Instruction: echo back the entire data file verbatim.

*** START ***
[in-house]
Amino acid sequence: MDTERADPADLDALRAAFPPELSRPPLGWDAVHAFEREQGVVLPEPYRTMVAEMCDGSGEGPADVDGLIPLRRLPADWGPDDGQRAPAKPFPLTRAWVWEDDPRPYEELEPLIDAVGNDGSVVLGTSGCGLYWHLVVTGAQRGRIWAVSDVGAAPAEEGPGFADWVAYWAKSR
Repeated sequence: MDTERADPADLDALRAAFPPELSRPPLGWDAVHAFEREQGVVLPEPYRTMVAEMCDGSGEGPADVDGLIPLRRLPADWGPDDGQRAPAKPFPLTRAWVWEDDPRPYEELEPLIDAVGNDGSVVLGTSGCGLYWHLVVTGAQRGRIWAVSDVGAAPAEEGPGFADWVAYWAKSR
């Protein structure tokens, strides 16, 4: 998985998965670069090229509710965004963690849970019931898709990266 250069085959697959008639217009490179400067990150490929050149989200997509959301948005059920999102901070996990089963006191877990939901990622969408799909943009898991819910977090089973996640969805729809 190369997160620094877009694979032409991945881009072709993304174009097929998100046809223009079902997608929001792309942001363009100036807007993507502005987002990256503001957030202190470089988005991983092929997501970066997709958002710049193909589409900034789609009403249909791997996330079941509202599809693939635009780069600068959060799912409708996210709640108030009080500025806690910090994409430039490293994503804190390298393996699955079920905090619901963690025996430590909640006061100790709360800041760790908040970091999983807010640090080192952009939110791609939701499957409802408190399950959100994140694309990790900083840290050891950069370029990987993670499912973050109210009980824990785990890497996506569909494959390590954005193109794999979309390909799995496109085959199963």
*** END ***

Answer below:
[in-house]
Amino acid sequence: MDTERADPADLDALRAAFPPELSRPPLGWDAVHAFEREQGVVLPEPYRTMVAEMCDGSGEGPADVDGLIPLRRLPADWGPDDGQRAPAKPFPLTRAWVWEDDPRPYEELEPLIDAVGNDGSVVLGTSGCGLYWHLVVTGAQRGRIWAVSDVGAAPAEEGPGFADWVAYWAKSR
Repeated sequence: MDTERADPADLDALRAAFPPELSRPPLGWDAVHAFEREQGVVLPEPYRTMVAEMCDGSGEGPADVDGLIPLRRLPADWGPDDGQRAPAKPFPLTRAWVWEDDPRPYEELEPLIDAVGNDGSVVLGTSGCGLYWHLVVTGAQRGRIWAVSDVGAAPAEEGPGFADWVAYWAKSR
């Protein structure tokens, strides 16, 4: 998985998965670069090229509710965004963690849970019931898709990266 250069085959697959008639217009490179400067990150490929050149989200997509959301948005059920999102901070996990089963006191877990939901990622969408799909943009898991819910977090089973996640969805729809 190369997160620094877009694979032409991945881009072709993304174009097929998100046809223009079902997608929001792309942001363009100036807007993507502005987002990256503001957030202190470089988005991983092929997501970066997709958002710049193909589409900034789609009403249909791997996330079941509202599809693939635009780069600068959060799912409708996210709640108030009080500025806690910090994409430039490293994503804190390298393996699955079920905090619901963690025996430590909640006061100790709360800041760790908040970091999983807010640090080192952009939110791609939701499957409802408190399950959100994140694309990790900083840290050891950069370029990987993670499912973050109210009980824990785990890497996506569909494959390590954005193109794999979309390909799995496109085959199963």